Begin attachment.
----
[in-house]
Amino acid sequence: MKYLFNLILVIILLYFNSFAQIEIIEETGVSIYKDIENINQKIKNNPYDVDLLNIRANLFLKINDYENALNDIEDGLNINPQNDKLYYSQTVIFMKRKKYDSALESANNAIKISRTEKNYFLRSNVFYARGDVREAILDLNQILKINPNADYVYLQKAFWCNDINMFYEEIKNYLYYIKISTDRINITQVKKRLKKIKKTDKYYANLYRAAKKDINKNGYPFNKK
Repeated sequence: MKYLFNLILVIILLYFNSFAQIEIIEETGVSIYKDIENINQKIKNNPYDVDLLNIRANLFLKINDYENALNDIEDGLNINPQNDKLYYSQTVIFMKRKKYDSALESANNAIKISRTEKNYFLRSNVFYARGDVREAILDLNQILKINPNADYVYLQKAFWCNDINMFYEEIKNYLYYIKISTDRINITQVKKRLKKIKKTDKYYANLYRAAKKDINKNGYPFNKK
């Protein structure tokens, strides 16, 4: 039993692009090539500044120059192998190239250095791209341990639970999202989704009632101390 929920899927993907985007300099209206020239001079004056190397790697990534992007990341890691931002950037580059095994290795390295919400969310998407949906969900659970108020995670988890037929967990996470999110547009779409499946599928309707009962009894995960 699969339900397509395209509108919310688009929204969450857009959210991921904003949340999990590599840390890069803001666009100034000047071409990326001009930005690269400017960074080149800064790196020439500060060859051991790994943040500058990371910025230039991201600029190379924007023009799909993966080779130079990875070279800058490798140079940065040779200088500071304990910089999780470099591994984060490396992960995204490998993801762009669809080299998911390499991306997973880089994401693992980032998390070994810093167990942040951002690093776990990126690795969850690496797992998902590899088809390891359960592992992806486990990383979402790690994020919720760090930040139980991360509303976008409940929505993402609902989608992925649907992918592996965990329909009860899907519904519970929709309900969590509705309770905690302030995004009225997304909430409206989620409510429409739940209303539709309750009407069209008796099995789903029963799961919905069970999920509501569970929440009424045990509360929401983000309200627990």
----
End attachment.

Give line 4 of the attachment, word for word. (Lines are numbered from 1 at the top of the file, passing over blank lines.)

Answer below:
């Protein structure tokens, strides 16, 4: 039993692009090539500044120059192998190239250095791209341990639970999202989704009632101390 929920899927993907985007300099209206020239001079004056190397790697990534992007990341890691931002950037580059095994290795390295919400969310998407949906969900659970108020995670988890037929967990996470999110547009779409499946599928309707009962009894995960 699969339900397509395209509108919310688009929204969450857009959210991921904003949340999990590599840390890069803001666009100034000047071409990326001009930005690269400017960074080149800064790196020439500060060859051991790994943040500058990371910025230039991201600029190379924007023009799909993966080779130079990875070279800058490798140079940065040779200088500071304990910089999780470099591994984060490396992960995204490998993801762009669809080299998911390499991306997973880089994401693992980032998390070994810093167990942040951002690093776990990126690795969850690496797992998902590899088809390891359960592992992806486990990383979402790690994020919720760090930040139980991360509303976008409940929505993402609902989608992925649907992918592996965990329909009860899907519904519970929709309900969590509705309770905690302030995004009225997304909430409206989620409510429409739940209303539709309750009407069209008796099995789903029963799961919905069970999920509501569970929440009424045990509360929401983000309200627990």